If there is a spark of humanity in you read this book. Alan Bennett was part of the satire boom in early 60's in the UK and when neccessary has a caustic dry wit that can catch you by surprise sometimes. However for me what comes through in this book is his humanity.

The first section of the book where this is highlighted is his address at the funeral of Russell Harty, which only amounts to 7 pages. Harty was a successful TV show host and interviewer in the UK, who was hounded by the press in the 1980's over his sexuality (he was homosexual and never tried to hide that fact). Bennetts address is full of compassion and will either leave you crying or plotting a nasty end to some of the gutter press.

'The Lady in the Van' is a full chapter (45 pages) and a completely true story. At one point it was available to buy as a seperate book and is taken largely from his diaries. In the 1970's and 1980's outside Alan Bennett's own house in Camden, London, an old lady (Miss Shepherd) lived in a Van in the street. After a time the local council decided she could no longer stay on the street. Amazingly Bennett allowed her to move her Van into his garden and there she remained until she died. This is truly a remarkable story. Bennett of course is a marvellous observer of people and there is a side of me that says he only did it so that he could watch her. However read 'The Lady in the Van' in full and you are left in doubt that Alan Bennett couldn't have done it for that reason, because Miss Shephard's living conditions were frankly disgusting and the smell.. well enough said. Its a truly moving and poignant story.

The diaries constitute a major section of the book amounting to 180 pages. These cover the years 1980 to 1995. There is a section of prefaces to plays as well as articles on writers and filming. These other sections of the book are of the same high standard of writing as the two I mention above, if not all on quite the same emotional level.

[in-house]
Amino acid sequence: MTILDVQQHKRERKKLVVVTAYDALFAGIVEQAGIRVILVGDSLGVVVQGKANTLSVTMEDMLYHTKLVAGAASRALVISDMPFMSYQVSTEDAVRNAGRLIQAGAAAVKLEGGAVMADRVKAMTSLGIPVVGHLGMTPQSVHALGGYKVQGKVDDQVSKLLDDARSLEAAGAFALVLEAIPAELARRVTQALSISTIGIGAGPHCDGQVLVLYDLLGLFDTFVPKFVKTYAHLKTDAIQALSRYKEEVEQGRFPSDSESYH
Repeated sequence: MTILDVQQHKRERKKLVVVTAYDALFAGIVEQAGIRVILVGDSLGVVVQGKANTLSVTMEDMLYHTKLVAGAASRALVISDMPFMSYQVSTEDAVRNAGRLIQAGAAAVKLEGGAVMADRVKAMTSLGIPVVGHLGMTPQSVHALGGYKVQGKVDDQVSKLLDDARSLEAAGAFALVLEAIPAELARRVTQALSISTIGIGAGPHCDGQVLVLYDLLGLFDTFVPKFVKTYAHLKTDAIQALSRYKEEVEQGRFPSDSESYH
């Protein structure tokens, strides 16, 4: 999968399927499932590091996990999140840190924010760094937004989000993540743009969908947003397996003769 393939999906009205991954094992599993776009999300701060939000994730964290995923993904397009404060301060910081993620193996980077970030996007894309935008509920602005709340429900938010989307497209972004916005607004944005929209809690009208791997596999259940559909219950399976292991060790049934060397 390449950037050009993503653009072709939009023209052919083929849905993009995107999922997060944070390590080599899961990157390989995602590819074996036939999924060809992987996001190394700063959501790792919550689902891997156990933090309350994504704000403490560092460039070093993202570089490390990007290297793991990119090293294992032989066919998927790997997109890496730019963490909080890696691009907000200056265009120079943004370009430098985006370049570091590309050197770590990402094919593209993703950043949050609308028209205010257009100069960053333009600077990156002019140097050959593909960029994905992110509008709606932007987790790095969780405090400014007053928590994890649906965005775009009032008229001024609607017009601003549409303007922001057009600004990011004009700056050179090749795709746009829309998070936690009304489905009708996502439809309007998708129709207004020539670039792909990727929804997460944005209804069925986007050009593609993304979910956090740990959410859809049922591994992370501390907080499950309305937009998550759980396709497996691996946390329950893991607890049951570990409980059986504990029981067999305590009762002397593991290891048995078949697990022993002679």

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35 of 41 people found the following review helpful By HAROLD J. REYNOLDS on December 12, 2005
Format: Paperback Verified Purchase
In this country, I look for the least sign of God. It might be a dawn, the sound of music, laughter of an old person, giggling among my grandchildren, the prospect of the end of Bush's term, the golden silence of tv turned off, my wife's loving voice telling me to take out the garbage, take out the dog, take her out to a movie...and Alan Bennett's "Writing Home". What pleasure there is in this book. If you are literate and do not own it, reflect on what in your life has brought you into your miserable condition.
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28 of 34 people found the following review helpful By Theresa Twain on February 24, 2005
Format: Paperback Verified Purchase
It is unbelievable that I'm the first person to review this fantastic book. The book itself is also unbelievable in its intelligence, wit, depth, color, interest, and sheer genius. Alan Bennett is one of the rarest minds of the 20th/21st century. If you're a real reader and you don't have this book, you damn well better buy it.
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8 of 10 people found the following review helpful By T.J. on July 21, 2006
Format: Paperback Verified Purchase
For those Americans who have never heard of Alan Bennett and are wondering wether or not to get this book...I say go for it. But if you're looking for something exciting you may be disapointed. Mostly subdued, sometimes hillarious stories of a life. Don't miss "The Lady in the Van"!